Somewhere in the middle of a this, I began making weekly treks to the Benedictine Abbey at Mt. Angel near my home. I also added occasional visits to an assortment of Episcopal services, where I could soak up the liturgy. At the abbey I met a Christ who understood suffering–a Jesus who a was a great relief and comfort. No matter what my lot was, this Jesus was there to companion me rather than fix me and shine me up. An unspoken expectation that I had picked up along the way in life was that, as a good Christian, I should get it together, be good, and look good. This image was replaced by a Jesus who knew pain and whose own life looked messy at times. This Jesus was present, and even at work in mysterious ways through the painful disappointments and dark nights that real life inevitably holds.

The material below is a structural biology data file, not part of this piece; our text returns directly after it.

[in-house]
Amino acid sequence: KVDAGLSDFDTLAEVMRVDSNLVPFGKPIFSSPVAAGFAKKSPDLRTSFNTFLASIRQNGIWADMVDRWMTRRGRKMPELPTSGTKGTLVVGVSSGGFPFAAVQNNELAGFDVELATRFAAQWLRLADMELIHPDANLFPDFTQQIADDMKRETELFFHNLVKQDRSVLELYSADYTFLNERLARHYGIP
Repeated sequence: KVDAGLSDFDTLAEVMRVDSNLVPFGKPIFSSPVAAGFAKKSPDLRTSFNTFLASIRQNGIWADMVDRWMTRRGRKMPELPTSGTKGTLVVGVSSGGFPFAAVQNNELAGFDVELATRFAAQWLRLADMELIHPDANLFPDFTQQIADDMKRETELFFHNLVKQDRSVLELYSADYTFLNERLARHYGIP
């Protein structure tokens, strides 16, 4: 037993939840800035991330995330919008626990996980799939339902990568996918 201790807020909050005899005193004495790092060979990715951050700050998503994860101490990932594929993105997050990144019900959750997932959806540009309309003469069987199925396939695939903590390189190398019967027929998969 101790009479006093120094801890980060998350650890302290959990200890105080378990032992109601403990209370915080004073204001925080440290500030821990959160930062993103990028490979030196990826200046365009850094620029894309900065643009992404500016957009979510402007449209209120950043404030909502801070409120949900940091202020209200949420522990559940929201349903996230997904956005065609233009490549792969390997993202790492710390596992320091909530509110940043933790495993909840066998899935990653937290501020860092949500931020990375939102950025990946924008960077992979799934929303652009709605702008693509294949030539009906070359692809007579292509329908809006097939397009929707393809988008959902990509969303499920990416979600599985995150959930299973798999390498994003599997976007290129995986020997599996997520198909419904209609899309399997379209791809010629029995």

Now mind you, I’m grateful that this crucified Jesus is also a resurrected Jesus, changing the course of history through his ultimate redemptive act with resurrection power and hope. I sure wouldn’t want to live a joyless life devoid of hope. It’s just that the traditions of my childhood emphasized a jolly Easter morning Jesus in a way that discouraged honesty about showing real feelings if they weren’t pretty and seemed to deny that good Christians might struggle at times. I needed the balance of knowing Jesus as the One who is wholly present even when the night is long. I needed to know that all my feelings were of value and that wearing a happy mask was not the way we were intended to live with God or others. Whew!
–Kelly Bean, How To Be A Christian Without Going To Church